This story was written by Katrina Ballard, The Daily Free Press
Sen. Barack Obama has spent millions of dollars and more than a year crisscrossing the nation to appear on presidential primary ballots. Boston University freshman Brendan Ryan said he got his name on the Rhode Island delegates ballot by pounding the pavement to pick up signatures in his Providence neighborhood five hours a day for straight two weeks.
If Ryan wins election as a state delegate Tuesday, the College of General Studies freshman who collected more than 250 signatures from registered voters last December, will go to the Democratic National Convention in August to vote for Obama as a delegate representing his state.
"It's a landmark election," Ryan said. "To have played a role in that, I think it'd be worth it."
In Rhode Island's primary process all residents 18 and older can qualify to appear on a delegates ballot, which voters use to select delegates on primary day.
In the basic delegate selection process, primaries determine who will represent votes for certain presidential candidates and attend the national convention, College of Arts and Sciences history professor Bruce Schulman said in an email.
Ryan said this year's convention, to be held in Denver, will be unique because the election is a close race. With Obama and Sen. Hillary Clinton neck and neck in the polls, Ryan said he is intrigued to see how the process works.
"I've always been interested in politics, and it was a really cool opportunity," he said. "I remember my dad trying to [be a delegate] -- it was just something that I thought I'd give it a shot and see if I could actually do it."
Ryan said his support for Obama stems from his high school sociology teacher, who encouraged the class to attend an Obama speech at Brown University for extra credit.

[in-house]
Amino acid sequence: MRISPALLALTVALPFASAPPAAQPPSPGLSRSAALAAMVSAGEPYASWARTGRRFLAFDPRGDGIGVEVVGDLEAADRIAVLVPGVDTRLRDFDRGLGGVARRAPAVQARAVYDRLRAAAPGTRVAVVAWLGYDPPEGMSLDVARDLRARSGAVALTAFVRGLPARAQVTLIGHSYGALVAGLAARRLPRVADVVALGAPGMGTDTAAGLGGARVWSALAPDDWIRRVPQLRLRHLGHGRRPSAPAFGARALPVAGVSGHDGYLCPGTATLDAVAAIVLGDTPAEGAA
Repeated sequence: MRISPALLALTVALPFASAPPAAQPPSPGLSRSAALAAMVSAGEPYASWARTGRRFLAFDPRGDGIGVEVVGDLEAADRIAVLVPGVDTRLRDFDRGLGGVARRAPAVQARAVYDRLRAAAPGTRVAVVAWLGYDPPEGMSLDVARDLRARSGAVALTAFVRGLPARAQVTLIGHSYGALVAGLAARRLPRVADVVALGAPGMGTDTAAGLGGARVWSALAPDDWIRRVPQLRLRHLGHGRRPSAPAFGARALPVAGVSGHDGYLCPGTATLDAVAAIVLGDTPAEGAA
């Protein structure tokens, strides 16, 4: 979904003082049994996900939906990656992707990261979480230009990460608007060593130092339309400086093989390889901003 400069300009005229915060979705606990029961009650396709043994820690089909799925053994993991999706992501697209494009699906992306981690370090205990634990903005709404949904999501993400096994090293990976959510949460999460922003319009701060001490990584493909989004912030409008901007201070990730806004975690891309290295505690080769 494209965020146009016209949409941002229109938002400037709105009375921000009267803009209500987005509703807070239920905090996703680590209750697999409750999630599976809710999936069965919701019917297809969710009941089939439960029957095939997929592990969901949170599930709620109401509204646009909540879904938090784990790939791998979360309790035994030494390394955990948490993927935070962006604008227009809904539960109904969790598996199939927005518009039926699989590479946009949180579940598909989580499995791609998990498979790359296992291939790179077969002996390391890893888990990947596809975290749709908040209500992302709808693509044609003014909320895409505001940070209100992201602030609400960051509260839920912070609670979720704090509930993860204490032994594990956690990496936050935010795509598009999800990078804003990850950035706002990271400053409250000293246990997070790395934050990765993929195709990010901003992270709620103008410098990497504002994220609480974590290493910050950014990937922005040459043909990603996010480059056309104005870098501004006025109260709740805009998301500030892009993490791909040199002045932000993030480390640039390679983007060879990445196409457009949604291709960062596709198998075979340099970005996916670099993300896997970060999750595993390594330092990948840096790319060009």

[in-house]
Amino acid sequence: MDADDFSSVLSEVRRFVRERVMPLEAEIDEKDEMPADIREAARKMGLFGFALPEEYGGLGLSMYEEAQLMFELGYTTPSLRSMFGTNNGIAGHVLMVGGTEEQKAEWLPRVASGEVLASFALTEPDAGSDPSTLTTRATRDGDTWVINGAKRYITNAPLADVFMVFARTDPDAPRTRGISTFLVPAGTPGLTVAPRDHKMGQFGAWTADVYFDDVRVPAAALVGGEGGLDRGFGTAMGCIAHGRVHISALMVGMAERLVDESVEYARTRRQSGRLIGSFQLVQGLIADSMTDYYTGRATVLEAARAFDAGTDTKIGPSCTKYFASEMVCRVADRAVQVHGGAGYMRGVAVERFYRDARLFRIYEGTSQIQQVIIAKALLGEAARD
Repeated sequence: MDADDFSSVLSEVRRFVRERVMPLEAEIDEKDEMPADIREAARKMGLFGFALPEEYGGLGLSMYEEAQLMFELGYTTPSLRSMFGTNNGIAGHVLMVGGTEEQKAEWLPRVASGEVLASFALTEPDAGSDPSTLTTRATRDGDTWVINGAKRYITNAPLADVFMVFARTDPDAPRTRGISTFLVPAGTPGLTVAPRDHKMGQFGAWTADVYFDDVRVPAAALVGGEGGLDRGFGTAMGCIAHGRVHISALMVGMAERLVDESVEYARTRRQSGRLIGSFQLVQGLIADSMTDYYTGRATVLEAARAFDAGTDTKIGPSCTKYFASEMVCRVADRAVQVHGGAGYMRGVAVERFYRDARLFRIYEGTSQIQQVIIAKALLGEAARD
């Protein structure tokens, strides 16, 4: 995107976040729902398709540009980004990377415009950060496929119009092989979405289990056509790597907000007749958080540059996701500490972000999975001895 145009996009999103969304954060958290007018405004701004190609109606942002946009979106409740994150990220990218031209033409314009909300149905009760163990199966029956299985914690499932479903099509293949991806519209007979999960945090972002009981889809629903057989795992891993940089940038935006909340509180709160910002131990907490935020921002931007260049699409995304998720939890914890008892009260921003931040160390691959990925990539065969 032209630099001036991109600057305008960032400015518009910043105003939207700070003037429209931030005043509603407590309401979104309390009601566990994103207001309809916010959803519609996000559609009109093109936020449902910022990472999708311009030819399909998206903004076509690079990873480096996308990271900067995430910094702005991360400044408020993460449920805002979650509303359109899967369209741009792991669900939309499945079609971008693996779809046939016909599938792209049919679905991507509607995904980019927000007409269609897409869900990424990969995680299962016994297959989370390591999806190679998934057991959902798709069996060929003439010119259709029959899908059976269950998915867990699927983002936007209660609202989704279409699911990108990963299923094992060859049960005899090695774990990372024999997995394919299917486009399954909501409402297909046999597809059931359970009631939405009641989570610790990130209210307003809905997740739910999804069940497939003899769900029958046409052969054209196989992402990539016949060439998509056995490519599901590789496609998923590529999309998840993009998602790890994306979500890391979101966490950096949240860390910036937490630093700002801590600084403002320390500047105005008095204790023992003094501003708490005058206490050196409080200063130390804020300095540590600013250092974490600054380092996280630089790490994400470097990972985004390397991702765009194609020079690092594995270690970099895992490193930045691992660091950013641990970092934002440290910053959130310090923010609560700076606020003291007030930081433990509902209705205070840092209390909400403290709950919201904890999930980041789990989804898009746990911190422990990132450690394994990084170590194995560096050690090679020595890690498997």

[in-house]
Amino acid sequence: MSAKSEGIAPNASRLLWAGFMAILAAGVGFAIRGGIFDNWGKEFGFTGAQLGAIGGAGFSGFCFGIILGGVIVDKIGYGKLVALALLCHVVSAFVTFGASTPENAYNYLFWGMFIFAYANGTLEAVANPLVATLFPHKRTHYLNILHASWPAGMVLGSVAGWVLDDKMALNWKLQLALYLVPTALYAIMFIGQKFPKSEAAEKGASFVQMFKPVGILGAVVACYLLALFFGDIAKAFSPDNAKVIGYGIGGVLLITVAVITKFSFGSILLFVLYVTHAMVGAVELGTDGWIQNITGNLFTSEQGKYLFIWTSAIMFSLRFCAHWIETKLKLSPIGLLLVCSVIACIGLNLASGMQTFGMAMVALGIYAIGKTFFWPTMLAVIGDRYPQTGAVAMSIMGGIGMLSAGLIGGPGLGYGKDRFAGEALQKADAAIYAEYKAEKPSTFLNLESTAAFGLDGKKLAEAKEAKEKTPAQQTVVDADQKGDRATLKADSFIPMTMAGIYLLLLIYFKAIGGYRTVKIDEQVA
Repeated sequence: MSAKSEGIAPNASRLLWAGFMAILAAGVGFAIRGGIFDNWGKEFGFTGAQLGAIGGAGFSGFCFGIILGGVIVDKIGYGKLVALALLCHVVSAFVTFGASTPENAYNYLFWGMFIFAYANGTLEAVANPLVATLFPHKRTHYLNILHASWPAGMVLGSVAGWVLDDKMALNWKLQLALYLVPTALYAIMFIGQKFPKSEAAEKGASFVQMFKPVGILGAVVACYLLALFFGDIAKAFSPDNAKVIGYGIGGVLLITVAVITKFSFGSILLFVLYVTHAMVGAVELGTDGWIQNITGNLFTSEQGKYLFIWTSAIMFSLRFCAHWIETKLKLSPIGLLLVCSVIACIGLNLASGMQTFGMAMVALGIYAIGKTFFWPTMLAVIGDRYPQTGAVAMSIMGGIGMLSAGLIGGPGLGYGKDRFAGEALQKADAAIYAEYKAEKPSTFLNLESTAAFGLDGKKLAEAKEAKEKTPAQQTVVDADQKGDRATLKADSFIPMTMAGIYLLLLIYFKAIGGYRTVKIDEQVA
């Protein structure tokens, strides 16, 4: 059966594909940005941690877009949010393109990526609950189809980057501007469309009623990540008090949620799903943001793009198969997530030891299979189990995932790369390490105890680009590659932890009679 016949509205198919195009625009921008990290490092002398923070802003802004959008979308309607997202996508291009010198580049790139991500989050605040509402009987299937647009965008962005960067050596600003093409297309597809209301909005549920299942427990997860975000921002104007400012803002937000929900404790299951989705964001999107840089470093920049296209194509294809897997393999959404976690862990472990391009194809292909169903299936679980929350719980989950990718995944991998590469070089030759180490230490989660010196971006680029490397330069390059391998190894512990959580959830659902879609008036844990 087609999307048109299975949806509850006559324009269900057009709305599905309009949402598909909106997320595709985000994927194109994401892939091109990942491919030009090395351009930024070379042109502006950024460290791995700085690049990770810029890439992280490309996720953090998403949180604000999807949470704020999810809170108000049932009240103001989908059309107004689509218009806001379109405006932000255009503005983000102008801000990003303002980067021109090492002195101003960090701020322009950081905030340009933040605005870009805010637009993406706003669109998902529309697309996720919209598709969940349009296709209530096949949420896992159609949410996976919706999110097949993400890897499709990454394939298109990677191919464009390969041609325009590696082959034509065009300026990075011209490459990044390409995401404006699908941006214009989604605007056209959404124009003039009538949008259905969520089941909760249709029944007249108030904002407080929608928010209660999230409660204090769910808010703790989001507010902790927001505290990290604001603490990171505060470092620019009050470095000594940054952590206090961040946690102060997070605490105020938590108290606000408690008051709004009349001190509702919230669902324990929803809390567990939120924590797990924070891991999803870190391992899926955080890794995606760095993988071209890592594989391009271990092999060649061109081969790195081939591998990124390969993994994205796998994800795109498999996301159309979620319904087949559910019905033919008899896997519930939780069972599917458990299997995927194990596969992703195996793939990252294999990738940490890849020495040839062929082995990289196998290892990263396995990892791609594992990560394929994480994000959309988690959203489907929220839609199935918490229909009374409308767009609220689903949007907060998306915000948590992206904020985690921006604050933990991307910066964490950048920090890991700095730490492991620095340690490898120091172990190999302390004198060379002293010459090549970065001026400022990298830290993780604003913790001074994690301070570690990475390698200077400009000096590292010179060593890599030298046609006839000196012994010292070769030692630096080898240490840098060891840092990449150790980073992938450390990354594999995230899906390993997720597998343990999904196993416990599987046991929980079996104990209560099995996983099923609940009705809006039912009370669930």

"I think he's one of the best legislators we've ever had," Ryan said. "He's a natural born leader. I think he's a team player. He's intelligent, which is something we haven't seen in awhile."
Ryan's father, BU alumnus Tom Ryan, said his son has a chance of going to the convention because the candidates for Obama delegates in their home district are not "big name local politicians." Those on the ballot are "just activists and people like Brendan," Tom Ryan said.
"We think that it's got real possibilities," he said. "Rhode Island is a little unique -- an 18 year-old does have a shot."
Ryan said his position on the ballot of potential delegates is 13 out of 16, and many people will probably vote for the people at the top of the list. However, Ryan said there is a local politician in the 14th spot below him, which may help his chances.
"It's possible people will see [the politician] and vote for me just because I'm near him," he said. "It's extremely complicated."
Because the primary falls during midterms for Ryan, his friends and parents are promoting him using flyers and word of mouth.
"A lot of the people that signed for me will probably vote for me if they remember my name, [and] people that I didn't get to sign and still know me will probably vote," Ryan said.
Ryan said he isn't sure what field he would like to enter after college, and his major is currently undeclared. However, he said the possibility of becoming a delegate could help him decide.
"He's got a genuine interest in political science and history," Tom Ryan said. "We're very proud of him. He did it on his own."
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